EFT-POS and oil companies are evil
My father gave me a petrol—gasoline to our American friends—coupon today that entitled me to 4¢ a litre off, for the Pak ’n’ Save pumps in Petone, a suburb outside Wellington, New Zealand. But, he warned me, the pumps were unmanned, and that I should take his credit card, which has a PIN for electronic funds’ transfer.
I may blog and I may have set up one of the world’s ﬁrst virtual companies, but I have never EFTed before. Ever. I have used an automatic teller about three times in my life, and only twice did it work. I do not carry a cellphone and ﬁnd them ghastly. Essentially, I do not adopt technologies for which I have to change—technology should change with me. It’s what it’s there for: to make human lives easier.
So, how do the unmanned pumps of Pak ’n’ Save work for a man who has no idea, not even a clue, about EFT short of calling a bank and arranging a wire transfer, or sending a PayPal payment? I would consider myself pretty smart—I have four degrees, and am very ﬂuent when it comes to the internet—so is EFT user-friendly?
No. First of all, Pak ’n’ Save had put up a sign. It informed customers that they would no longer receive their discounts as cash, but as extra fuel. Problem: I did not intend to ﬁll the car up with $20 and leave it at that. I was getting 4¢ a litre off. I’d be putting in the nozzle and going all the way.
How was Pak ’n’ Save going to give me my extra fuel? Would a man run out from across the road, where the supermarket was located, and give the fuel to me in a can? Essentially, I took it to mean that the coupon would not be effective.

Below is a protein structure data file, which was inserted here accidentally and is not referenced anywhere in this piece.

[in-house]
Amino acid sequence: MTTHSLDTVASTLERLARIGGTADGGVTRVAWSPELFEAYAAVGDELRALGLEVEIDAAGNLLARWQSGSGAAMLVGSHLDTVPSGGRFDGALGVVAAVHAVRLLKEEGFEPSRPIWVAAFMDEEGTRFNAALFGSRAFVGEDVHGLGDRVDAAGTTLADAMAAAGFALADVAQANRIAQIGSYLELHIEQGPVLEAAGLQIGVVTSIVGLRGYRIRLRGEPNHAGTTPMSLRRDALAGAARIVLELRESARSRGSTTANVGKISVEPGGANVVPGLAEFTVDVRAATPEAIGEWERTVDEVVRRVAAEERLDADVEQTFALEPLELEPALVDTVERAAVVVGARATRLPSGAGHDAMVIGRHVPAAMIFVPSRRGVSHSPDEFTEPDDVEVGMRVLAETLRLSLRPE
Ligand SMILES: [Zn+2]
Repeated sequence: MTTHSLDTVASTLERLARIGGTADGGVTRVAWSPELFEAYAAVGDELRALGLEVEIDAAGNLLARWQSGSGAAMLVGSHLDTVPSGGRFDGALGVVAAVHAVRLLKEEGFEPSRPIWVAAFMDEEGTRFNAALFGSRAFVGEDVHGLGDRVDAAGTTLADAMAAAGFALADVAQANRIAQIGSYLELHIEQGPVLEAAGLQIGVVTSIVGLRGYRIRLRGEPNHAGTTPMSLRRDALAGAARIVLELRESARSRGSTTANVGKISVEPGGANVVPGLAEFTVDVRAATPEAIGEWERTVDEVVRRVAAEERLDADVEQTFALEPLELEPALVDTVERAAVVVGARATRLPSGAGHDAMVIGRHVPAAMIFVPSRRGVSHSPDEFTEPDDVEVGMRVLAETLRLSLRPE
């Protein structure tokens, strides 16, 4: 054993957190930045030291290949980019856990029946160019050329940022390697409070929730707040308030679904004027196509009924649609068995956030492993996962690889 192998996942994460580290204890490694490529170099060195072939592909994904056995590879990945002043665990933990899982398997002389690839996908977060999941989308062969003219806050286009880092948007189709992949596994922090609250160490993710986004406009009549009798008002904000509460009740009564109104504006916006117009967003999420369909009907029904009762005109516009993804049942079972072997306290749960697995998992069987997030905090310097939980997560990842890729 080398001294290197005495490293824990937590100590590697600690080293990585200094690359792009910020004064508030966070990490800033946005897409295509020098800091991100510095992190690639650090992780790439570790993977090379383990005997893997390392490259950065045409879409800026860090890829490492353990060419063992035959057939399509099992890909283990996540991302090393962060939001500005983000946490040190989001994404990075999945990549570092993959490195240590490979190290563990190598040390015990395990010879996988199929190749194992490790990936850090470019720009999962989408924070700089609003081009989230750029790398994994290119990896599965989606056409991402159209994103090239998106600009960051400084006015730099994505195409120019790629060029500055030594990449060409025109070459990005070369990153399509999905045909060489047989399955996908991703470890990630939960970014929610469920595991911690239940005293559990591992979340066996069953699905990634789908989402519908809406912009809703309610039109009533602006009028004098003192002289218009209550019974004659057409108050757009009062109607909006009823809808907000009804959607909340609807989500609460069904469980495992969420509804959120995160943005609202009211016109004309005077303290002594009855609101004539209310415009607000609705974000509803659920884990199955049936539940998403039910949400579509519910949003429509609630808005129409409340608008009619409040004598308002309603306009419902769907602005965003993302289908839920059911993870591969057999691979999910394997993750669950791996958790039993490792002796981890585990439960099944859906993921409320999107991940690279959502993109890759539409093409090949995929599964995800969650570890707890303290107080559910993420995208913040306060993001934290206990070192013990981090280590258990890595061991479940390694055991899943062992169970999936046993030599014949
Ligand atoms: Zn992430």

I then read the ﬁne print. Perhaps being a typeface designer (inter alia) I should have noted the point size of the type. Let’s just say it was small. If you were pumping for the ﬁrst time, you would naturally read it. If your eyesight was any poorer than mine, you would not have a hope.
I learned enough that the petrol was being supplied by the nice folks at British Petroleum (which makes me wonder why they could not sell it for 4¢ off per litre as a matter of course at their own place), and that these pumps were unmanned now that a trial period had ﬁnished, but there was an intercom system if I really got stuck. Apparently the trial was so successful that they didn’t people to stand around and guide folks.
Not wishing to trouble anyone, I set about working. The trial was successful, after all, so I could borrow someone’s pet orangutan and it could use this gadget and pump gas. And I would play it by the book, because this was unfamiliar technology. I was there, anyway, and it would have cost me more to go to another gas station to ﬁll up there. I followed the instructions.
‘Insert card,’ read the digital display.
Still nothing happened.
So, having given up, and concluded that the whole Pak ’n’ Save coupon gag was the biggest con and they should be reported to the Commerce Commission and that the people at BP should be brought to trial in Nigeria, I took out my card.
The machine wheezed into life, belatedly. Remember this was quite a long time.
It asked me to feed in the coupon code.
On a very worn keypad, probably banged on by angry customers, I fed in the digits.
It then asked me for Dad’s PIN. I fed that in.
‘Press cheque, saving or credit,’ it asked next.
Well, I didn’t know that. I had fed in the PIN. Surely the machine could work that out? Just give me some gas, you imbecile!
Since shouting did not seem to work and it revealed there was no midget inside the pump watching with a hidden camera, I hit ‘cheque,’ since I hear Prague is a very nice city.